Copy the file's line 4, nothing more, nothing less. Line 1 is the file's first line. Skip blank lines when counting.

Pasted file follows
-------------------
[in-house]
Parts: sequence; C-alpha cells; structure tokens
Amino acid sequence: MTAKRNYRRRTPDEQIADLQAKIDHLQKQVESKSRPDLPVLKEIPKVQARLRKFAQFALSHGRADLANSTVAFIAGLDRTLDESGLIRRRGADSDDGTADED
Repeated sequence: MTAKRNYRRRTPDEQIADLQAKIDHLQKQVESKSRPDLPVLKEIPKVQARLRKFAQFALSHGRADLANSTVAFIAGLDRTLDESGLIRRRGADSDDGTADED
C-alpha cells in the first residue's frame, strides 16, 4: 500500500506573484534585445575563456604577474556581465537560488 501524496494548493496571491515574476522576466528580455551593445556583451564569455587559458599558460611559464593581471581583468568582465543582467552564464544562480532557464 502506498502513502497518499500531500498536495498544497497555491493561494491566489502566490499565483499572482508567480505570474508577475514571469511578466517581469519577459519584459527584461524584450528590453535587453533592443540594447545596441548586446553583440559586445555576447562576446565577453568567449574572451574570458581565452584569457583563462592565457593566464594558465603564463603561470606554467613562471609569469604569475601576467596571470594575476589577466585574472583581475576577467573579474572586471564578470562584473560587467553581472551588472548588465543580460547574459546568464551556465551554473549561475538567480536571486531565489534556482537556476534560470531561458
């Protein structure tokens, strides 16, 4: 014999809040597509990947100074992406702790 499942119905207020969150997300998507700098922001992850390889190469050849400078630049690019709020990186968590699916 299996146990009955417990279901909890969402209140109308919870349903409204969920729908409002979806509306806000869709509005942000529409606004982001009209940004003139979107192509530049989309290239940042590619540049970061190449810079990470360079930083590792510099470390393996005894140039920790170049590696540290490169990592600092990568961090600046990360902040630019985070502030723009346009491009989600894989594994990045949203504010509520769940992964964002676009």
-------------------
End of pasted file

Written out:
Repeated sequence: MTAKRNYRRRTPDEQIADLQAKIDHLQKQVESKSRPDLPVLKEIPKVQARLRKFAQFALSHGRADLANSTVAFIAGLDRTLDESGLIRRRGADSDDGTADED